Friday, June 13, 2014

You Mess with Angie, You Get the Horns

Angelina, Angelina, Angelina.  That was the only thing I was excited for when I went to go see Disney's re-telling of Sleeping Beauty.  Beauty is one of my personal all-time favorite animated features from the Mouse House, so I was curious as to why they were going to pull the curtain back on one of their most iconic villains.  The trailers debuted, and worrisome thoughts came to mind.  Would Maleficent suffer from Alice in Wonderland syndrome, or will it be a nice chunk of gaudy, summer time goodness?  

In the first few moments of Maleficent, we meet the younger version of the title character, a curious, horned and winged protector of the Moors, a fairy land that borders our own.  A young boy named Stefan stumbles upon Maleficent, and, instead of a war breaking out, they become friends.  As time goes on, they seem a little more than friends, actually (Maleficent and Stefan sitting in a tree...), and young Stefan becomes bearded Shartlo Copley.  

Stefan's ambition to become king, however, overshadows his ability to love, and he preys upon Maleficent's weaknesses.  Stefan removes Maleficent's wings, and he becomes the king we know him to be in the classic 1959 animated film.  What a bastard!  From then on Maleficent becomes dark, and the Sleeping Beauty that we know kicks off for a while.  

King Stefan has a daughter named Aurora, and Maleficent curses her to prick her finger on a spinning wheel.   Aurora is taken into the woods and raised by three fairies until her sixteenth birthday, and they are played by Imelda Staunton, Lesley Manville, and Juno Temple.  We all know that part of the story, but Maleficent takes us on a different path.  We are treated to the slapstick-y goings on inside the cottage where Aurora is raised, but we are also shown how Maleficent is always standing guard.  She's not just the poised drag queen that we know her to be.  There's a gentleness in Jolie's performance as Maleficent, and that mixture of poisonous evil and justifiable evil is given a sweet dash of warm.  Roll your eyes all you want, but it's very compelling.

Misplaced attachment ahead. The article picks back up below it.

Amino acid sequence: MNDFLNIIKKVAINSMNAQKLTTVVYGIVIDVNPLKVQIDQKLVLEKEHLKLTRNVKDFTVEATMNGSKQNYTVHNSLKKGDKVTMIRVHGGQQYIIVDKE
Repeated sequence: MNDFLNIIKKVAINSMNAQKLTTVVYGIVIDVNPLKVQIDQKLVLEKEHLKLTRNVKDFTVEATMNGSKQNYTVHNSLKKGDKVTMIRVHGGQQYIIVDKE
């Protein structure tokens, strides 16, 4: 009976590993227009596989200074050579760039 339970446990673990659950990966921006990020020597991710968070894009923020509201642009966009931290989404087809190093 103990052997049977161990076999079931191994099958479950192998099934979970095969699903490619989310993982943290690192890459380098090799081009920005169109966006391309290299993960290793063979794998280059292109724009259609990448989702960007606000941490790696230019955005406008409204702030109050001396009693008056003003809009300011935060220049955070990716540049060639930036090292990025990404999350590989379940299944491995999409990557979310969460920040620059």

Jolie is a goddess that walks among us, sure.  She's the kind of movie star that seems soooo out of reach that no matter what comes her way, she will always be huge.  The tinge of sweetness combined with the sheer relish of this role is enough for me to encourage you seeing it. 

Disney has taken a different route with how they portray their women.  Thank GOD.  It can be found even in Enchanted, and it was definitely enhanced by the surprise ending of last year's mega-blockbuster Frozen.  Some would argue that the endings of certain threads are too similar, but I would disagree.  If you've seen both Frozen and Maleficent, you know what I'm talking about--I don't want to give anything away to the 11 people that haven't seen it.

It comes back to Angelina Jolie.  Is Maleficent perfect?  Of course not.  I thought the fairy segments were kind of wobby (even though I ADORE all three of them and would consider permitting a Hocus Pocus remake starring Staunton, Manville and Temple), and the level of violence kind of shocked me.  Some of that seemed a bit too scary for the target audience, bloodless or not.  Jolie is having a great time playing the girl with the horns, and her enthusiasm just drips off the screen.  The scene where she curses Aurora is just decadently wicked.  

She's fucking fabulous.  

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